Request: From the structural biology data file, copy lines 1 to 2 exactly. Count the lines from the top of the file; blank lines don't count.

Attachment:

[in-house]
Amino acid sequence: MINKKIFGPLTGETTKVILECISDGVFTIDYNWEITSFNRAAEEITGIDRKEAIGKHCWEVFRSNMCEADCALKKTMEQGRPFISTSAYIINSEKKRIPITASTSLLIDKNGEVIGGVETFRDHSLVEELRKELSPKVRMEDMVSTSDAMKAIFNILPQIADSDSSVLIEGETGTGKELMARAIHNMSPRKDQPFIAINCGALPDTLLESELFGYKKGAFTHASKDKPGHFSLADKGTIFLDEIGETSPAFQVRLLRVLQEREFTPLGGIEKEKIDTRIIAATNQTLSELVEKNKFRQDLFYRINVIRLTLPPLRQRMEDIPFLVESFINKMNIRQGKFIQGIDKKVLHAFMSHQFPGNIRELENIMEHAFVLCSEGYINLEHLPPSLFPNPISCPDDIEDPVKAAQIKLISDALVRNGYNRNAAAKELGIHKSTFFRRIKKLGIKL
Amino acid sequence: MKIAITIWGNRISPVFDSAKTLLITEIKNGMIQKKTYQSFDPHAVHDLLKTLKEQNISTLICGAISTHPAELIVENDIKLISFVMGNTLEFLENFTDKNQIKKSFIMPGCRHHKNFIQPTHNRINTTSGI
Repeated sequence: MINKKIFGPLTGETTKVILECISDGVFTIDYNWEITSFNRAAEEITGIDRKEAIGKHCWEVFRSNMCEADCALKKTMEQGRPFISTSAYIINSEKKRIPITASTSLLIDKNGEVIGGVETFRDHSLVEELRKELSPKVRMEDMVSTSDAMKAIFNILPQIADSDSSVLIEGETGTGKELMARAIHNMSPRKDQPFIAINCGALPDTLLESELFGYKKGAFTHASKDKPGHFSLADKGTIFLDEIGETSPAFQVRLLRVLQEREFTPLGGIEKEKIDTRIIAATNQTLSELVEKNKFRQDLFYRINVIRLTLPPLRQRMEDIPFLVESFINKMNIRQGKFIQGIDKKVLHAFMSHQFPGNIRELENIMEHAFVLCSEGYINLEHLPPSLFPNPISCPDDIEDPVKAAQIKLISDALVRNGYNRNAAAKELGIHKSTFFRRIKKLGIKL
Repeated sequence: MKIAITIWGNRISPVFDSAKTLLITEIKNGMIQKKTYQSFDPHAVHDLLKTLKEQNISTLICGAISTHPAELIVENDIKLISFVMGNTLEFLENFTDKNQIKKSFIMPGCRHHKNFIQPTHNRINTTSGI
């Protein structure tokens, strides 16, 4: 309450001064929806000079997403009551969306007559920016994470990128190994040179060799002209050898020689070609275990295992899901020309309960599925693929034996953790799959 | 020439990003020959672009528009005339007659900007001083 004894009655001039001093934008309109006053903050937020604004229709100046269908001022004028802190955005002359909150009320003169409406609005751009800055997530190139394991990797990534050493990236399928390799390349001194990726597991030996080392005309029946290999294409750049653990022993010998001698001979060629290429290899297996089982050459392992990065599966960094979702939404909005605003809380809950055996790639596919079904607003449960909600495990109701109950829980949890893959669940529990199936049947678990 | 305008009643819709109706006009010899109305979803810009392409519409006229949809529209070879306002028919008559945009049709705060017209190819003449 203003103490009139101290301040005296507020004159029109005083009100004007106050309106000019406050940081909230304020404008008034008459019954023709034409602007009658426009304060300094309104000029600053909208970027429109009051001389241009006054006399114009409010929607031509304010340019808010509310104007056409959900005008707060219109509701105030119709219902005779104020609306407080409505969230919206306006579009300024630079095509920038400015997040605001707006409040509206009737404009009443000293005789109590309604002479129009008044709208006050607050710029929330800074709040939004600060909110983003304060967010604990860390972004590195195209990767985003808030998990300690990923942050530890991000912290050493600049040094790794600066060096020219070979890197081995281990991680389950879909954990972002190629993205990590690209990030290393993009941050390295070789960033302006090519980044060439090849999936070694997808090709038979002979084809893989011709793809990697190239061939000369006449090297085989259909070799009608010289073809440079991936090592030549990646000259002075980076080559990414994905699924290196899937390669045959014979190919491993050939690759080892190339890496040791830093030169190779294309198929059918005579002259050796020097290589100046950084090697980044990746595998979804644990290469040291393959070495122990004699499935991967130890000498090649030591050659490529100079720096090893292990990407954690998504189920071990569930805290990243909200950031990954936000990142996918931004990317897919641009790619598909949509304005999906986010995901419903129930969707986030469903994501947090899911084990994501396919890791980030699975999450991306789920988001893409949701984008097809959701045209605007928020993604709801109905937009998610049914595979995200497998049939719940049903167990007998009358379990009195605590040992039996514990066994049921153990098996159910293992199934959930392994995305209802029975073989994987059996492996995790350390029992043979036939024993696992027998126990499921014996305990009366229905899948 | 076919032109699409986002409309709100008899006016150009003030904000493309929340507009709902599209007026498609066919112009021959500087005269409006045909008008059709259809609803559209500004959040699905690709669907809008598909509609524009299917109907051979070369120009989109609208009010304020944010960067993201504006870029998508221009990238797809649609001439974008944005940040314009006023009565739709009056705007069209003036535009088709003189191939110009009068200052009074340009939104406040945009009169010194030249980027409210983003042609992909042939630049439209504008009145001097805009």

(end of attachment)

[in-house]
Amino acid sequence: MINKKIFGPLTGETTKVILECISDGVFTIDYNWEITSFNRAAEEITGIDRKEAIGKHCWEVFRSNMCEADCALKKTMEQGRPFISTSAYIINSEKKRIPITASTSLLIDKNGEVIGGVETFRDHSLVEELRKELSPKVRMEDMVSTSDAMKAIFNILPQIADSDSSVLIEGETGTGKELMARAIHNMSPRKDQPFIAINCGALPDTLLESELFGYKKGAFTHASKDKPGHFSLADKGTIFLDEIGETSPAFQVRLLRVLQEREFTPLGGIEKEKIDTRIIAATNQTLSELVEKNKFRQDLFYRINVIRLTLPPLRQRMEDIPFLVESFINKMNIRQGKFIQGIDKKVLHAFMSHQFPGNIRELENIMEHAFVLCSEGYINLEHLPPSLFPNPISCPDDIEDPVKAAQIKLISDALVRNGYNRNAAAKELGIHKSTFFRRIKKLGIKL